Land seismic acquisition is moving toward “light and dense” geometries, with point receiver systems believed to be an ultimate configuration of choice. Cableless land nodal systems enable more flexible spatial sampling at the price of eliminating even small arrays. For large surveys in a desert environment, such spacing remains insufficient to address the complex near surface, while recordings with single sensors exhibit a significant reduction in data quality. At the same time, exploration problems increasingly demand smaller uncertainty in all seismic products. While 1 m geophone sampling could have addressed these problems, it remains out of economic reach as point sensor cost plateaus. We examine an emerging alternative technology of distributed acoustic sensing (DAS) that revolutionized borehole geophysics but is still mostly unknown in the seismic world. Fully broadband DAS sensors promise massive channel count and uncompromised inline sampling down to 0.25 m. Their distributed nature offers the unique capability to conduct a continuous recording with multiscale grids of “shallow,” “deep,” and “full-waveform inversion” receivers, all implemented with a single set of fixed cables and only one round of shooting. These distinct features allow us to simultaneously pursue near-surface characterization, imaging of deeper targets, and velocity model evaluation. Specifically, in a desert environment, distributed sensors may offer superior data quality compared to point sensors, whereas DAS capability of “seismic zoom” in the near surface becomes instrumental for near-surface characterization. Finally, simultaneous acquisition of surface seismic and vertical arrays that can be achieved easily with DAS can effectively address the exploration of subtler targets such as low-relief structures. We support these findings with a field case study from a desert environment and synthetic examples. With many distinct advantages, surface seismic with DAS emerges as a compelling alternative to modern point-sensor acquisitions.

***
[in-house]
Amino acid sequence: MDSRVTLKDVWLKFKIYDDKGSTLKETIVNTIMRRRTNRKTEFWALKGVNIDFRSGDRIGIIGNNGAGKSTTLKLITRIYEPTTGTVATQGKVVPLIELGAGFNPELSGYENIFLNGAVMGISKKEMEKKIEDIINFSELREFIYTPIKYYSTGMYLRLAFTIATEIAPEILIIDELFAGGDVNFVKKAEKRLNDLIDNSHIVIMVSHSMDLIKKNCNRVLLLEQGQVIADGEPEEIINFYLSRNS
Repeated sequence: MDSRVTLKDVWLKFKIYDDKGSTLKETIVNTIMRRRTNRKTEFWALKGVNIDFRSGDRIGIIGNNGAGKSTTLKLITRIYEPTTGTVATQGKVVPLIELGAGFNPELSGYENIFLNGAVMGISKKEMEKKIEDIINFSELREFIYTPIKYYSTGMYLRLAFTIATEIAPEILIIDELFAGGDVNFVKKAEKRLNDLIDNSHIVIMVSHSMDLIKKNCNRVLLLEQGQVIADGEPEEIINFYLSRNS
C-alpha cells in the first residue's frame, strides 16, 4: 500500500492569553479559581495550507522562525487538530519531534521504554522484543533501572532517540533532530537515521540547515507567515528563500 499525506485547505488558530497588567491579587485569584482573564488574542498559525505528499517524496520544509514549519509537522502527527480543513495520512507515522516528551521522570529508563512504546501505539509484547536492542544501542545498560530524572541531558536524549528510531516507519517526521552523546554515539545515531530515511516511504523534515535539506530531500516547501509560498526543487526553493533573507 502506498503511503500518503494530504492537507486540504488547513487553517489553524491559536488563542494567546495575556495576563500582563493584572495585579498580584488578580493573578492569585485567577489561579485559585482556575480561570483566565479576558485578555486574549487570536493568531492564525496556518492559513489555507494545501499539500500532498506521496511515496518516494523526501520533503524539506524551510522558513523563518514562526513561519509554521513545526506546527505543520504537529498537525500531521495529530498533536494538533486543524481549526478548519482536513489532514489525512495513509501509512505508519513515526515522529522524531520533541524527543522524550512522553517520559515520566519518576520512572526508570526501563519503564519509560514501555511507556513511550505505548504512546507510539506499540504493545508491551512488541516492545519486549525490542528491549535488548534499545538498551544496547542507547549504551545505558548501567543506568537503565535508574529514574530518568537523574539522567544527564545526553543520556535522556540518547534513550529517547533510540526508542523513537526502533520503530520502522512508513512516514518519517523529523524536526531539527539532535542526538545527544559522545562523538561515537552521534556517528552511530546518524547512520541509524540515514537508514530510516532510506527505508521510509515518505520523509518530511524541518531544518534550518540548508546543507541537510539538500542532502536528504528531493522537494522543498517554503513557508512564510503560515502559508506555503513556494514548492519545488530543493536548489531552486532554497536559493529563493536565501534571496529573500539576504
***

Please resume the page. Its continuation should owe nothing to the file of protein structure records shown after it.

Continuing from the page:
You do not currently have access to this article.